Re: Time is the New Memory
Posted: Sep 23, 2009 3:14 PM
> > I'm also not sure functional programming is as much
> > awkward as it is unfamiliar to the mainstream. I.e., it
> > awkward to people because they are unfamiliar with it.
> > find it awkward sometimes, especially when I would need
> > use recursion to be full-on functional. I do use
> > sometimes, but since I'm working in Scala, I can also
> > use a while loop and a var, and I do that from time to
> > time. I make sure it is all local, so each thread would
> > get its own copy, then it's perfectly fine to do it the
> > way its done in Imperative-stan.
> > If you forget the word "functional" and just say final
> > variables, immutable objects, and methods that just
> > a value based on just the passed data without having
> > side effects, that really doesn't sound that unfamiliar
> > awkward. String is an immutable object. Is
> > java.lang.String awkward for Java programmers to use?
> > about String.valueOf(5)? That's a pure function. I just
> > operates on its input, returns a value, has no side
> > effects. I doubt that's awkward for Java programmers,
> > neither are final variables. What is awkward, probably
> > however, is using recursion instead of looping.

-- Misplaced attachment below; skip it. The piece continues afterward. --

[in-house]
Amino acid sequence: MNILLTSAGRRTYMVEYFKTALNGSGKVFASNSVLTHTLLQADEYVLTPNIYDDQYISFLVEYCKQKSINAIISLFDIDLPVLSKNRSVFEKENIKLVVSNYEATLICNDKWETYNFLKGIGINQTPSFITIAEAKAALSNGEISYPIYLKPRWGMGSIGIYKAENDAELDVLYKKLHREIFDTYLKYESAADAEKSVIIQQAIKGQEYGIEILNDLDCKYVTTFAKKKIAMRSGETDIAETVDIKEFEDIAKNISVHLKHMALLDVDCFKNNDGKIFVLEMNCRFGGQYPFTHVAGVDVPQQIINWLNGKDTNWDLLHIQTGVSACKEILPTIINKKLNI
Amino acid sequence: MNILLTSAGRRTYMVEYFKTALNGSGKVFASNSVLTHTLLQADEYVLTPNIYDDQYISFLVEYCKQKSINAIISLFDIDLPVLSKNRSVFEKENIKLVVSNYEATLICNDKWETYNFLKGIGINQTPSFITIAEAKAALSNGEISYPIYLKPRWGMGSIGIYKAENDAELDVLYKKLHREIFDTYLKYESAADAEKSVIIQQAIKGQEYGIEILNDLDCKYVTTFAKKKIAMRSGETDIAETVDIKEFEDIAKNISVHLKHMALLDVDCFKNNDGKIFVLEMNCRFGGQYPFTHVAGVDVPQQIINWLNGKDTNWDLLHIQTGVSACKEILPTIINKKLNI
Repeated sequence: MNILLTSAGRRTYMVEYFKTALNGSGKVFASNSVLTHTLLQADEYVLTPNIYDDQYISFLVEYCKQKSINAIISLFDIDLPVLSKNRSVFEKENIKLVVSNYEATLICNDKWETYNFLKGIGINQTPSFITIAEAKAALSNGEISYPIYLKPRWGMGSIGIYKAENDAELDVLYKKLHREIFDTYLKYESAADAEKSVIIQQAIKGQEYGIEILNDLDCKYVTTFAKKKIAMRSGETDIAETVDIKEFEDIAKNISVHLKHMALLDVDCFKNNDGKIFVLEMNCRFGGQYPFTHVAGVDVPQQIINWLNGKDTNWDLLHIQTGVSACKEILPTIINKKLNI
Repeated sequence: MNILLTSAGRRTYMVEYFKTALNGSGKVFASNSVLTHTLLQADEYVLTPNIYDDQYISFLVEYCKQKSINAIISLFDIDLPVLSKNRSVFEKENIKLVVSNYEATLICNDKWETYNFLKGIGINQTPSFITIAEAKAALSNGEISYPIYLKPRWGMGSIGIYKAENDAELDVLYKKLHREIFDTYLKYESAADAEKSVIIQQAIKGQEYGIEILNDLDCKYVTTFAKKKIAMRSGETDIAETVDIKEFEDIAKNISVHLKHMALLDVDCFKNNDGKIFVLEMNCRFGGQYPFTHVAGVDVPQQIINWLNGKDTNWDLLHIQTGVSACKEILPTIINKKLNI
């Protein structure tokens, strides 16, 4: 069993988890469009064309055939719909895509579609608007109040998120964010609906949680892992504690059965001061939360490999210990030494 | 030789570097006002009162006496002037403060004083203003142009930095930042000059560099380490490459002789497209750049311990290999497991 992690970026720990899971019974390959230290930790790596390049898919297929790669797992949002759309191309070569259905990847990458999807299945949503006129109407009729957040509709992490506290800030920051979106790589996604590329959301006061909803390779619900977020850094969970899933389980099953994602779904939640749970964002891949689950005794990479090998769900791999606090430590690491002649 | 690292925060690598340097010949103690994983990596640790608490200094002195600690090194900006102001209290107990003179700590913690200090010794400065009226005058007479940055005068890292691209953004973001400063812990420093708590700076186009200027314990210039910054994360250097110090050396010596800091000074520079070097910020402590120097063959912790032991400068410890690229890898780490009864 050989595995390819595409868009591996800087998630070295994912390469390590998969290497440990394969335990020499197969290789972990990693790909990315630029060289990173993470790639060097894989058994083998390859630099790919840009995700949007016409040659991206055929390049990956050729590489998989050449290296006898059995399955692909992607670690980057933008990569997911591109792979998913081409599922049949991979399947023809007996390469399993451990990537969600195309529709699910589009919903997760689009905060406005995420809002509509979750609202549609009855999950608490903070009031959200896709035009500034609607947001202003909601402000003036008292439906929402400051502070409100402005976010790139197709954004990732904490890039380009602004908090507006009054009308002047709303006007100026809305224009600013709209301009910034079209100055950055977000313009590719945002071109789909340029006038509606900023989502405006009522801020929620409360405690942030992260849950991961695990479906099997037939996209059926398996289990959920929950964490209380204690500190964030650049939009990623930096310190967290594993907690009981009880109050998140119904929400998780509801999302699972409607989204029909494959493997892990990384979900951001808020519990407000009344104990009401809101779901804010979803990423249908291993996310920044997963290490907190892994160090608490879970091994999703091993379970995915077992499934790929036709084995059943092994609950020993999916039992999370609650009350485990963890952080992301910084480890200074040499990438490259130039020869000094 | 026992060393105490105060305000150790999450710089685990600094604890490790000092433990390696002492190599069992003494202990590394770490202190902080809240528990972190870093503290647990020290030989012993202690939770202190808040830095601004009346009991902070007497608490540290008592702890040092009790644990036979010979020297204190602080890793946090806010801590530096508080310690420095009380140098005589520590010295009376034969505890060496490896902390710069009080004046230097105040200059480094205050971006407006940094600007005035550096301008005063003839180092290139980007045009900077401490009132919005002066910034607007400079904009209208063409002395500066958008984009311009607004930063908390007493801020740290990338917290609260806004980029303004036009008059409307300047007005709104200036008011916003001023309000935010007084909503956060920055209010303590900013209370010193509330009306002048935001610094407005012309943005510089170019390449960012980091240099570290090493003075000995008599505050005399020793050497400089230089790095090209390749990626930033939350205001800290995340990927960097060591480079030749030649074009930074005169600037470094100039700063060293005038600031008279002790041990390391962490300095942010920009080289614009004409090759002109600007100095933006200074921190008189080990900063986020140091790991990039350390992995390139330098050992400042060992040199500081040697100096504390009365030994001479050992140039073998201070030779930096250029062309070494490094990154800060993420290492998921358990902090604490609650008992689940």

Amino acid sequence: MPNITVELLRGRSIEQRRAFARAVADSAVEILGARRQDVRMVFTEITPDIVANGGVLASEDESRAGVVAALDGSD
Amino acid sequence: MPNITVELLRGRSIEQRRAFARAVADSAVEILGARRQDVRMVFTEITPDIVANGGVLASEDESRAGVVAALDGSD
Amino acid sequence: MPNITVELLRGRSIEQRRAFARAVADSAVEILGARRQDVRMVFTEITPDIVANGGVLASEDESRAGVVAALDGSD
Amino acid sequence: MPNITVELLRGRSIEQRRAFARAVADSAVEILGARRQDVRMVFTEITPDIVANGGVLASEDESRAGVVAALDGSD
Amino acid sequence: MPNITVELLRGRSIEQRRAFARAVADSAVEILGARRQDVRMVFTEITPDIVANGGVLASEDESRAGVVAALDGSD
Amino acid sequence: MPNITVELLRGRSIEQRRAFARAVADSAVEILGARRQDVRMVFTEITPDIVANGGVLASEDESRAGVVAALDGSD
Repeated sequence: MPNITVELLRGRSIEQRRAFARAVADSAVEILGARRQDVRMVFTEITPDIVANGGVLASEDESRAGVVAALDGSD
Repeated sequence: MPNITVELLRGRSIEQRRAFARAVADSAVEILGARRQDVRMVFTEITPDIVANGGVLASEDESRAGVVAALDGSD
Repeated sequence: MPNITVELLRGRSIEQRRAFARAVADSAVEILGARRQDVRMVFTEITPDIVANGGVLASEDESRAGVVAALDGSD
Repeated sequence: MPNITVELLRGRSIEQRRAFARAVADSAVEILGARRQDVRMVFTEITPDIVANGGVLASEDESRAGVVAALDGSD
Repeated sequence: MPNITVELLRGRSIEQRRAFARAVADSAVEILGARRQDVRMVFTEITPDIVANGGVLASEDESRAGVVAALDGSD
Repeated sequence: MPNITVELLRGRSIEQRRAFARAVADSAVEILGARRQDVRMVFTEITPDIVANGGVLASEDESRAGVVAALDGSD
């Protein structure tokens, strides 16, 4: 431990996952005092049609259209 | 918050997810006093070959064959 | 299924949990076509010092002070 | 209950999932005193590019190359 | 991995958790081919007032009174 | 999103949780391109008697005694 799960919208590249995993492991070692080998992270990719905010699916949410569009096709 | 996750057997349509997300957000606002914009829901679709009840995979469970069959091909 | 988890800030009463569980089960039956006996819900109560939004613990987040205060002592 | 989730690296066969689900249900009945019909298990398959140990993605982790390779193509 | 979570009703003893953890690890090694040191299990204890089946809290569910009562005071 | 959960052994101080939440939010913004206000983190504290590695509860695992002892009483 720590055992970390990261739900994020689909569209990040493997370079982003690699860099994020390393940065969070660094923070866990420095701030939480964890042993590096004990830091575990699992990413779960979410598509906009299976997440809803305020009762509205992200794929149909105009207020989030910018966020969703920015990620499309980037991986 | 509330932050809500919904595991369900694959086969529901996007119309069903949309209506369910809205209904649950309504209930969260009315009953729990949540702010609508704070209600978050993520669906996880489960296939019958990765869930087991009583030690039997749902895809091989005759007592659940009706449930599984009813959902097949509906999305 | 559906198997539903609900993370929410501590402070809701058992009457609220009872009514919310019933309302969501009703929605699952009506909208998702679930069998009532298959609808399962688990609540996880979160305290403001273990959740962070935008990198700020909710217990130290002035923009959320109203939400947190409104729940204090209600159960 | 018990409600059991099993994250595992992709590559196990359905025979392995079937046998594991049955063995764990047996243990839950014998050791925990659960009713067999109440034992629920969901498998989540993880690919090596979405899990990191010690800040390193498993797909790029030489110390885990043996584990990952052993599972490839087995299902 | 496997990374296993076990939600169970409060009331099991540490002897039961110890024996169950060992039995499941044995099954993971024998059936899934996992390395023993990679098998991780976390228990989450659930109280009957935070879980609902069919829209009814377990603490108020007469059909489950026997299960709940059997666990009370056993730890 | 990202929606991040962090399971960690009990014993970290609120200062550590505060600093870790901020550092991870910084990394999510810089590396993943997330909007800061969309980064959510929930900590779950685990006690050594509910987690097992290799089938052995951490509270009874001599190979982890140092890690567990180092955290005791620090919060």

> > isn't that hard to understand and I figure most Java
> > programmers know what it means and how to do it, but
> > not the way we usually have done things in
> > Imperative-stan, so we're not used to it.
> That's good for simple things like a string, but if more
> ambitious things are tried, then FP gets very complex
> quickly. Just witness how difficult it is to manipulate
> trees (search for Huet's zipper pattern), for example...I
> seriously doubt that the majority of programmers will ever
> understand such things as the zipper. And then there are
> other complex stuff...for example, in trying to program a
> game in Haskell, one has to use something like
> Haskell/Arrows and be familiar with concatenative
> programming...pure FP certainly isn't for the common folks.
That may be true. I don't know. I've never heard of "the zipper," and don't know Haskell. I'm not sure pure FP is what anyone was talking about here. Is Clojure trying to be pure FP? I don't know Clojure much yet, but it looks from the outside like it offers ways to do mutation. It just tries to make it more explicit. Scala for sure isn't pure FP. Behind an actor, for example, you can do things just as imperative as you want so long as you're sure not to share that mutable data with other actors or threads. In fact you can write Scala in the same way you write Java if you want.
What I find has made my code better is not going pure FP, which I've never done, but turning the knob more towards the functional style. I haven't experienced that the functional style added complexity, possibly because I've been doing a hybrid functional/imperative style. Actually I was always doing a hybrid. It's just prior to my exposure to Scala I wrote more imperative and less functional. Now it is the other way around.